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Long-term effects of whole-body vibration: a critical survey of the literature.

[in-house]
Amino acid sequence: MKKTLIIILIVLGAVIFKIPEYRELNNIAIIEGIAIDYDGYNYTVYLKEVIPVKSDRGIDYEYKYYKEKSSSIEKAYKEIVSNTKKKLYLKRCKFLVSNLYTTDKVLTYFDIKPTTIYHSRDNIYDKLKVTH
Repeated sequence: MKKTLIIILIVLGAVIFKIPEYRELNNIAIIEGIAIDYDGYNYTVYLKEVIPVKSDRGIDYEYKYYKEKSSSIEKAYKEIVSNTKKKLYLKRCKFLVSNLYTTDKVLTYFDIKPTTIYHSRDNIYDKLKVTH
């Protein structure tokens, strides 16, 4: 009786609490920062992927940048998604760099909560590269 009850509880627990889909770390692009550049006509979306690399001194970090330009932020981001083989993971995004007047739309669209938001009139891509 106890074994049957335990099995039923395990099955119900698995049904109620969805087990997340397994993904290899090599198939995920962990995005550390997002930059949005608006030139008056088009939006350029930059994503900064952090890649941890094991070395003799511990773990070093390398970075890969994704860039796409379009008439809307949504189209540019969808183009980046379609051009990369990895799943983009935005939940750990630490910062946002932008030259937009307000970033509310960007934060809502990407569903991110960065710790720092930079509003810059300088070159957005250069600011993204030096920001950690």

The relevant literature on the long-term effects of whole-body vibration (wbv) was analyzed in order to obtain condensed information concerning a possibly higher health risk due to long-term exposure, the relationships between the quality of exposure (intensity, duration, frequency) and pathological effects, the significance of individual factors, conclusions for standard setting, and medical health care of workers exposed to wbv. Vibration exposure was characterized by measured values in one third of papers, whereas more than 30% of the publications selected did not contain any exposure data. Health data of about 43 000 workers exposed to wbv and 24 000 persons in control groups were reported. The results indicate an increased health risk of the spine and of the peripheral nervous system after intense long-term wbv. With a lower probability, the digestive system, the peripheral veins, the female reproductive organs, and the vestibular system were also affected. Long-term effects on other organs cannot be precluded. Wbv can worsen certain endogenous conditions. Specific diagnostic features of pathological changes induced by wbv with frequencies below 20 Hz do not exist. On average, the health risk increases with higher intensity or duration of exposure, however, quantitative exposure-effect relationships cannot be derived at present. Since wbv near the Exposure Limit of the International Standard IS 2631 is not completely safe, this survey provides arguments in favour of a lower limit. Contra-indications for professional exposure to wbv and further research needs are discussed.

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